Category Archives: Mindfulness

101: How to eliminate wild weeds (Negative Thinking)

Eliminating weeds from our gardens or from the Spring beauties who show their marvelous colors every year, makes it our major task to dig the weeds out, cutting down these thriving seeds of destruction. They become a pest when allowed to grow and take over what was hoped to be something beautiful and bountiful. Negative thinking is likewise that noxious weed- It yields no good fruit!
Our strategy, is to knock them out before they can get a root- hold, destroying our hard work and handiwork. Seeing the first sign of the noxious weed (negative thinking) tells us that more are on the way.

This I believe, serves as a metaphor for when a mind has been taken over with negative thinking and accompanied by a sense of hopelessness.
Our mind, if filled with uninvited negative thinking, cycling us down with a feeling of loss and hopelessness, we find it’s time to get into action, take a crack at that first negative thought–before it even gets a chance to sabotage our thinking, our feelings and motivation to change.
When the negative thoughts begins–say STOP–don’t go any further with a debate about that first thought. We refuse to get entangled with this tangent thought, always leading us to places where we don’t want to go. We have been at this point of thinking far too many times. We know now how to dismantle this crippling form of negative thinking. Change the script. You do the managing of what you think about.
First, cut the thought down to size–don’t let it scare you, but tell it “I’m not going to believe this anymore.” Another reccuring negative thought, for example might be, “You are worthless.” When this thought appears, we can replace it with a positive “sunspot.” This “sunspot” can be a positve recent mental image of a past event or a positive affirmation of ouselves. And with your own weed control operation, tell yourself as many good things about yourself as you want. What you can accomlish at this point is to see the weed (thought) for what it is. Cut it down, like a bad weed, and dig it out. Have an affirmation ready at hand, to replace each and every negative thought. Positivty thinking is what you are all about!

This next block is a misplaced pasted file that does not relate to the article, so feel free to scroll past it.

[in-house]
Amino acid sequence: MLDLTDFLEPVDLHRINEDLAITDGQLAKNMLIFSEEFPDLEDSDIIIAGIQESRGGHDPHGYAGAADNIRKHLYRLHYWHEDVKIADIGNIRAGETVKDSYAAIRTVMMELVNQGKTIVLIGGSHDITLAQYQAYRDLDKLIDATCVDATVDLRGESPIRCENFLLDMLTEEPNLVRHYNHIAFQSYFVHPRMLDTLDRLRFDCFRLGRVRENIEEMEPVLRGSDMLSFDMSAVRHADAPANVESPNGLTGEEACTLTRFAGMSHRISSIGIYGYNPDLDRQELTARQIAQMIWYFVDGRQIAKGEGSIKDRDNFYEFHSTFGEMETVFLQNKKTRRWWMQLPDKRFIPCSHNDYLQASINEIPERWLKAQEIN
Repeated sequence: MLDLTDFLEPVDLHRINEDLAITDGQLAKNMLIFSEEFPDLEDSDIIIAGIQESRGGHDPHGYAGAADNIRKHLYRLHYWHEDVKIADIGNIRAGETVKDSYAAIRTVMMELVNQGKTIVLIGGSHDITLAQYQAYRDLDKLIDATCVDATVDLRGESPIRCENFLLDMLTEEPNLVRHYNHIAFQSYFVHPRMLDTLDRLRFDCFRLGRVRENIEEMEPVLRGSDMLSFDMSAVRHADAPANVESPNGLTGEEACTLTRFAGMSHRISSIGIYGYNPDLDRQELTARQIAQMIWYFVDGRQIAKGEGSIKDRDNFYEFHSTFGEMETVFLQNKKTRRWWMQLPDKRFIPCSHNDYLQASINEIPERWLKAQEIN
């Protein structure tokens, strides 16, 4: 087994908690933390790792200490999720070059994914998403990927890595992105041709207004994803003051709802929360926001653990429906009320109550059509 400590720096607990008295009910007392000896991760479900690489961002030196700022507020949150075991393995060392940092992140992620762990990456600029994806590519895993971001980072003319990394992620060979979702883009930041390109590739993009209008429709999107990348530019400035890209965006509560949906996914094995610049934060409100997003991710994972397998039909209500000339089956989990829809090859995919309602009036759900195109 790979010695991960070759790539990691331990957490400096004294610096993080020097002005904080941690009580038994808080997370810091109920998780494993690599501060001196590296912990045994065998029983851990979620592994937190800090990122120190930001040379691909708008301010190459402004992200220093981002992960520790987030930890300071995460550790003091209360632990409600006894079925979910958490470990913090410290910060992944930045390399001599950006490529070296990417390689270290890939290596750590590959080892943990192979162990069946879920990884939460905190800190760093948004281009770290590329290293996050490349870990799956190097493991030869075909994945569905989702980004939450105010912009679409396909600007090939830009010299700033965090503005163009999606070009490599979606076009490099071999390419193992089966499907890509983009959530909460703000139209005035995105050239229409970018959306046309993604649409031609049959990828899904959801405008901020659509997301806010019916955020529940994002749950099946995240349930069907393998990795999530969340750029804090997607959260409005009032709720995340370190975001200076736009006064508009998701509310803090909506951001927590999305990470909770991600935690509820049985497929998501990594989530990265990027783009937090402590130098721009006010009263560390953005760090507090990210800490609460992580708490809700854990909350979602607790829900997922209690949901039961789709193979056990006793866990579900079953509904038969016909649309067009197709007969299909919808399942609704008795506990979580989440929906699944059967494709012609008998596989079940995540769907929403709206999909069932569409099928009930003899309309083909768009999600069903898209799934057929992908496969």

AFFIRMATION
“Making direct amends and using a personal inventory continues our progress and helps free us from all the hurts of the past. We know now that we can’t afford to think long about real of imagined hurts, or we will throw ourselves back into saddening ourselves once again.”

REFLECTION
One of the things that is toxic for the depressed peron is negative thinking. This thinking continues to grow, once nurtured by my attention into a large and uncontrolled wild weed, taking all the attention from the good things happening in my life. I know that I can no longer give into that first thought allowing to pound me to the ground. My negative thinking is very much akin to drinking for the alcoholic. Once I give into that first moment of self-bashing, the cycle of depression begins. There can be no second negative thought!
Hurts from my past continue to grow stronger the more I allow them to dominate my thinking and my behavior. Hurts are best eradicated (Seep 4 and Step 5) when I deal with them openly and honestly.

MEDITATION
The spirit hopes in God as we begin today with a prayer and a belief that this day can be a good one, like the days that I have had in the past.”

Copyright(c) Higher Thoughts for down days: 365 daily thoughts and meditations for 12 Step fellowships. Depressed anonymous Publications.Louisville, Ky. Pages 153-154. (September 17)

Copyright(c) Depressed Anonymous. Third Edition (2011). Depressed Anonymous Publications. Louisville, KY.

Autobiography in Five Short Chapters


1. I walk down the street
There is a Deep hole in the sidewalk.
I fall in.
I am lost..I am hopeless.
It isn’t my fault.
It takes forever to find a way out.

2. I walk down the same street.
There is a deep hole in the sidewalk.
I pretend that I don’t see it.
I fall in again.
I can’t believe that I am in the same place.
But it isn’t my fault.
It still a long time to get out.

3. I walk down the same street.
There is a hole in the sidewalk.
I see it there.
I still fall in…it’s a habit.
My eyes are open.
I know where I am.
It is my fault.
I get out immediately.

4. I walk down the same street.
There is a deep hole in the sidewalk.
I walk around it.

5. I walk down another street.

NOTE
This poem appeared in The Antidepressant Tablet.Volume 2.4. Winter, 1991 Edition, P.3